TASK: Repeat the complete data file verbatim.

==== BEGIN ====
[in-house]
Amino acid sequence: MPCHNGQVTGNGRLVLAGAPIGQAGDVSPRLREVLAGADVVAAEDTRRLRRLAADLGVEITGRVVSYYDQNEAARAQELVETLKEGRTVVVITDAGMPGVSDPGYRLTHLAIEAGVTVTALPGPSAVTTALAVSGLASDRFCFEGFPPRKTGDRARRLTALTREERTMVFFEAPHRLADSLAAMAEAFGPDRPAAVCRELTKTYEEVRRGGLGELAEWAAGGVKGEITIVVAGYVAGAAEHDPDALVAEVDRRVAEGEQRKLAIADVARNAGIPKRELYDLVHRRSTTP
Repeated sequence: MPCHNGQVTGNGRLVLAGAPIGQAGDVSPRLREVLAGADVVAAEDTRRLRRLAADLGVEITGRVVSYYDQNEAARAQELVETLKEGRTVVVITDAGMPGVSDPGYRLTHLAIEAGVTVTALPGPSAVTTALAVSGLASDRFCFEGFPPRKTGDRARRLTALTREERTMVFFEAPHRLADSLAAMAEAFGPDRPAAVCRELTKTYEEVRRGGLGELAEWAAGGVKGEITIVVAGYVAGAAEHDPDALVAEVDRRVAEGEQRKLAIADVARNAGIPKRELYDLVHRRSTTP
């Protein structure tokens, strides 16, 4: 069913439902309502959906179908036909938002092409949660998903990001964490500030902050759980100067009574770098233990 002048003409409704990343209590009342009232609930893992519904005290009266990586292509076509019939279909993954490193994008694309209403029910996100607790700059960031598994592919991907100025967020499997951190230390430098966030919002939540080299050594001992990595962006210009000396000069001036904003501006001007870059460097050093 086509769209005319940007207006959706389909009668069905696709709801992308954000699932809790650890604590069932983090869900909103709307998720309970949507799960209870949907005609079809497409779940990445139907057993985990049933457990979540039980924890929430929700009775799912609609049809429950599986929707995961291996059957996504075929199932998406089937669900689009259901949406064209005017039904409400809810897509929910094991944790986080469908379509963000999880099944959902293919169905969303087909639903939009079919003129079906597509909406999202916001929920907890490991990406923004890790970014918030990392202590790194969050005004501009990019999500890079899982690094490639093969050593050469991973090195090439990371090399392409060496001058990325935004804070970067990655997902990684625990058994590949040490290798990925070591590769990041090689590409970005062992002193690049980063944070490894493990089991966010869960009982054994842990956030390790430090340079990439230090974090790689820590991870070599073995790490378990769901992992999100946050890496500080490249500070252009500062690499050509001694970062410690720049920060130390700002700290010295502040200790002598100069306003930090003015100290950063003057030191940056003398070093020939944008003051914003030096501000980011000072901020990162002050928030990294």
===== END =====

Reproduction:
[in-house]
Amino acid sequence: MPCHNGQVTGNGRLVLAGAPIGQAGDVSPRLREVLAGADVVAAEDTRRLRRLAADLGVEITGRVVSYYDQNEAARAQELVETLKEGRTVVVITDAGMPGVSDPGYRLTHLAIEAGVTVTALPGPSAVTTALAVSGLASDRFCFEGFPPRKTGDRARRLTALTREERTMVFFEAPHRLADSLAAMAEAFGPDRPAAVCRELTKTYEEVRRGGLGELAEWAAGGVKGEITIVVAGYVAGAAEHDPDALVAEVDRRVAEGEQRKLAIADVARNAGIPKRELYDLVHRRSTTP
Repeated sequence: MPCHNGQVTGNGRLVLAGAPIGQAGDVSPRLREVLAGADVVAAEDTRRLRRLAADLGVEITGRVVSYYDQNEAARAQELVETLKEGRTVVVITDAGMPGVSDPGYRLTHLAIEAGVTVTALPGPSAVTTALAVSGLASDRFCFEGFPPRKTGDRARRLTALTREERTMVFFEAPHRLADSLAAMAEAFGPDRPAAVCRELTKTYEEVRRGGLGELAEWAAGGVKGEITIVVAGYVAGAAEHDPDALVAEVDRRVAEGEQRKLAIADVARNAGIPKRELYDLVHRRSTTP
């Protein structure tokens, strides 16, 4: 069913439902309502959906179908036909938002092409949660998903990001964490500030902050759980100067009574770098233990 002048003409409704990343209590009342009232609930893992519904005290009266990586292509076509019939279909993954490193994008694309209403029910996100607790700059960031598994592919991907100025967020499997951190230390430098966030919002939540080299050594001992990595962006210009000396000069001036904003501006001007870059460097050093 086509769209005319940007207006959706389909009668069905696709709801992308954000699932809790650890604590069932983090869900909103709307998720309970949507799960209870949907005609079809497409779940990445139907057993985990049933457990979540039980924890929430929700009775799912609609049809429950599986929707995961291996059957996504075929199932998406089937669900689009259901949406064209005017039904409400809810897509929910094991944790986080469908379509963000999880099944959902293919169905969303087909639903939009079919003129079906597509909406999202916001929920907890490991990406923004890790970014918030990392202590790194969050005004501009990019999500890079899982690094490639093969050593050469991973090195090439990371090399392409060496001058990325935004804070970067990655997902990684625990058994590949040490290798990925070591590769990041090689590409970005062992002193690049980063944070490894493990089991966010869960009982054994842990956030390790430090340079990439230090974090790689820590991870070599073995790490378990769901992992999100946050890496500080490249500070252009500062690499050509001694970062410690720049920060130390700002700290010295502040200790002598100069306003930090003015100290950063003057030191940056003398070093020939944008003051914003030096501000980011000072901020990162002050928030990294």